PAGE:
I didn't think it was possible to ever feel comfortable in my own skin. I didn't know it would be possible to ever feel like I was at home with myself, that I could have peace and comfort and warmth.
Ten years ago today I started the journey to make my way home to myself by getting sober. I was twenty-seven years old and felt like I was old, that life had passed me by and I had missed my chance. I must have had some hope left that my life could be good; otherwise, I probably would've kept on drinking and using.
After all this time, I still remember that day on January 2, 2004. I drank well into the evening on New Year's Day, just to keep myself going until I could pass out. The guilt from another night of drinking and using, the shame from not knowing what I had said or done in another long blackout. It would take me a couple of days to recover before I could face the world again. This had become my pattern: drink and use and then recover. The whole process took days of my life on a weekly basis. It was hard to get much else done or move forward.
Naively, I thought that just the act of getting sober would relieve some of my shame and self-hatred. I had no idea what I was in for and that drinking and using was only the surface of, or the symptom to, what lay beneath. I had no idea the path home to myself would take so long and be so hard. I had no idea it would also be so rewarding.
I joined a Twelve-Step Program, in which I was actively involved for many years of my sobriety. It saved my life. The people I met there were inspiring, loving, and kept me close by their side. So many times I wanted to give up — and not just on sobriety. I wanted to give up on life and the hope that one day I might be better. Then I would hear something that would keep me trudging along the path, as they say.
There were many times in the first few years where I felt like there wasn't much point in being sober if I still felt so much hatred toward myself. I felt this way when I was drinking, and I expected it to go away shortly after getting sober. Yet I still had many days where I couldn't leave the house. I started to realize that I had to leave the house within a couple of hours of waking up or else I wouldn't be able to do it at all. Getting dressed was excruciating; I hated my body and I often felt like I wanted to tear my skin off. I felt trapped, as if I was in a tiny room and every time I turned around I slammed into one of the walls. There was no space for me and I constantly tried to shrug away from the edges. I was always painfully aware of the darkness inside me.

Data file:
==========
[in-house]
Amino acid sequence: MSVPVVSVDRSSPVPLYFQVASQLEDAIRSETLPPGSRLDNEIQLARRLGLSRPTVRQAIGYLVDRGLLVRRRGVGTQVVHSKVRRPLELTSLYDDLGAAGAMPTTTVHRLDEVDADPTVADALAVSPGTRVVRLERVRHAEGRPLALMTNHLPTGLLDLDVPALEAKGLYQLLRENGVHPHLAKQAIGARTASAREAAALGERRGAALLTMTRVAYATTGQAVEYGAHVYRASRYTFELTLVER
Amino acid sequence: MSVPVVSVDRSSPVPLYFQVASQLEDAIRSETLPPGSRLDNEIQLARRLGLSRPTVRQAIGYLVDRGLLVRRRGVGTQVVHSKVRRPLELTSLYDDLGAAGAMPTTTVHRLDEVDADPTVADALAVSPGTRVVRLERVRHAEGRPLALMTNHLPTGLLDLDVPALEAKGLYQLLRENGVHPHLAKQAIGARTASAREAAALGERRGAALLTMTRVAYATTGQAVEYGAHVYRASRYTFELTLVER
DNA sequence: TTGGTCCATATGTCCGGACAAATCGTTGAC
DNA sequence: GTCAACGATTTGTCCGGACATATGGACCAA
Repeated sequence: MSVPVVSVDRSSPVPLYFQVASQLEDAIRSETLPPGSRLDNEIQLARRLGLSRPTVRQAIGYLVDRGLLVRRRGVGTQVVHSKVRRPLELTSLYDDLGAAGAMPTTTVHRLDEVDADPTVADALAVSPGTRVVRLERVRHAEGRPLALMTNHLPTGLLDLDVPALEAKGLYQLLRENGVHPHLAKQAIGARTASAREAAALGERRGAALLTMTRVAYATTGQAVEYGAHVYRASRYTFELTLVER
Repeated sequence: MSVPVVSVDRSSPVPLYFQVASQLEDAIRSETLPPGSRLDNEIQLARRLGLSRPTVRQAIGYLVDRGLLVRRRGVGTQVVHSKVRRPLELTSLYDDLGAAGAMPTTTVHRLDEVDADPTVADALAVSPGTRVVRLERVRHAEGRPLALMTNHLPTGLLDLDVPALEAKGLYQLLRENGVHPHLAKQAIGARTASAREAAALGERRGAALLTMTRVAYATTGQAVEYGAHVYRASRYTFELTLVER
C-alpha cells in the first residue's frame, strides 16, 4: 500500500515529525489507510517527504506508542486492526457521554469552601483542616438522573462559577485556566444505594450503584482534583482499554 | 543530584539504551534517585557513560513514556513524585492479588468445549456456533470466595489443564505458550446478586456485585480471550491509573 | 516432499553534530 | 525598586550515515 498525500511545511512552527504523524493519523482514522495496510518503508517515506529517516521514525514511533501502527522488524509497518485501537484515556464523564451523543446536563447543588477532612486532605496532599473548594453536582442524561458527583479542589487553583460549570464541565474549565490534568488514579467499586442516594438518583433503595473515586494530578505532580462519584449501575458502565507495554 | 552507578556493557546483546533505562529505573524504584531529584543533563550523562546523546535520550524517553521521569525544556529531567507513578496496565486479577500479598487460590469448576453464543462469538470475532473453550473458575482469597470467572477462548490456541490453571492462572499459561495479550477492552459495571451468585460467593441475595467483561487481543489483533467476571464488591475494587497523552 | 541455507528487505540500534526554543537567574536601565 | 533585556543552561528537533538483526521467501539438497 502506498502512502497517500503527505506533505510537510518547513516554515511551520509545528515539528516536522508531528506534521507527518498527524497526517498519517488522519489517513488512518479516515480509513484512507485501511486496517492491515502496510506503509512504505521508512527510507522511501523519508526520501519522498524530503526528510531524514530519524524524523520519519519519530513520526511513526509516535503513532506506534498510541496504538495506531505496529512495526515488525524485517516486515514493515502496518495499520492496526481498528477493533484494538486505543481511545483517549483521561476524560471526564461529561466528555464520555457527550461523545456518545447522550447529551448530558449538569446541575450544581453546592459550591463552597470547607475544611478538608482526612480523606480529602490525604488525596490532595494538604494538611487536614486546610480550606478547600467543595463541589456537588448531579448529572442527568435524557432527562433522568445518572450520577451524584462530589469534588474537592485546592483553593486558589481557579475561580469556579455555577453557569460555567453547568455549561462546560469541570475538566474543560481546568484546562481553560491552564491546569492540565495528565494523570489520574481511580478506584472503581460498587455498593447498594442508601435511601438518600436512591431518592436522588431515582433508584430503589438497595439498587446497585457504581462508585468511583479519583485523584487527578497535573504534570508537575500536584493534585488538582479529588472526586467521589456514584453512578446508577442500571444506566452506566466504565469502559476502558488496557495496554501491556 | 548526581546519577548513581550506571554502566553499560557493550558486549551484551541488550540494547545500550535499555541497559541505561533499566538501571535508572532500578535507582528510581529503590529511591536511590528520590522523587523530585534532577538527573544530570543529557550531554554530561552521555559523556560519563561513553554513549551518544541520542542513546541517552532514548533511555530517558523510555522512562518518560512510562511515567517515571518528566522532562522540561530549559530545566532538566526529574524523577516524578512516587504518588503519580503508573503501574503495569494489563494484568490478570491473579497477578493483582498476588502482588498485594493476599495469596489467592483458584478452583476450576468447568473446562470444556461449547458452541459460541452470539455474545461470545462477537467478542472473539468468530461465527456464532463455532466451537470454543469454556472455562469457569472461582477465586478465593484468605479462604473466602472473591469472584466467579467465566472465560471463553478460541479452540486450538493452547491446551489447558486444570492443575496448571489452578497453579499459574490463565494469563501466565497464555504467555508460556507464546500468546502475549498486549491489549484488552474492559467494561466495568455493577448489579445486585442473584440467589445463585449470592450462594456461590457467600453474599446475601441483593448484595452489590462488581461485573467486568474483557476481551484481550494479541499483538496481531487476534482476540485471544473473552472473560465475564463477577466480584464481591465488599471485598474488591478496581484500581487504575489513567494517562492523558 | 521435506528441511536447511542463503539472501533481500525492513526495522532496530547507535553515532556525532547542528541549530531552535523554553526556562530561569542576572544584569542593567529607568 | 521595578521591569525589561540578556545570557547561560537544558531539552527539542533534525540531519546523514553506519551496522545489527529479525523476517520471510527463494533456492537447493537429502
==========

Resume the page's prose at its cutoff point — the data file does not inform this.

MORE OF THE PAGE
After a few years into my sobriety, I feared my life would be filled with Twelve-Step meetings for drink, drugs, and food and then lots of therapy in between. That I would have to spend all of my time trying to heal just so I could be on par with the rest of the human race, who seemed to be gliding along with ease.
Things started to shift for me in the past couple of years. As if every meeting I went to, every therapy session, all the words of encouragement finally came through and I could see there was light and I could create a home within myself that I desperately desired. To me, having a home should signify a place of safety, love, comfort, and warmth. This was a foreign concept to me, and without being shown how to do this as a child or young woman, I really wasn't sure how to create this for myself. I think it's part of the reason it took me so long to find it.
In spite of myself and with lots of help from so many caring people, I have come to find a place I can call home. It is with thanks and gratitude that I have peace today. I finally am able not only to understand but also to embody the concept of “The Joy of Living.”
I feel a tremendous amount of love for those who have helped me along the way. I was not so easy to love — often quite stubborn, angry, and distrusting — especially to those I was closest to. The closer you tried to get, the more I pushed you away. It was easier for me to stand alone, even though I was dying inside because of it. Thank you to those who did not let me push too far.
Today, on my ten-year anniversary, I wish to offer thanks to those who loved me until I could find my way home.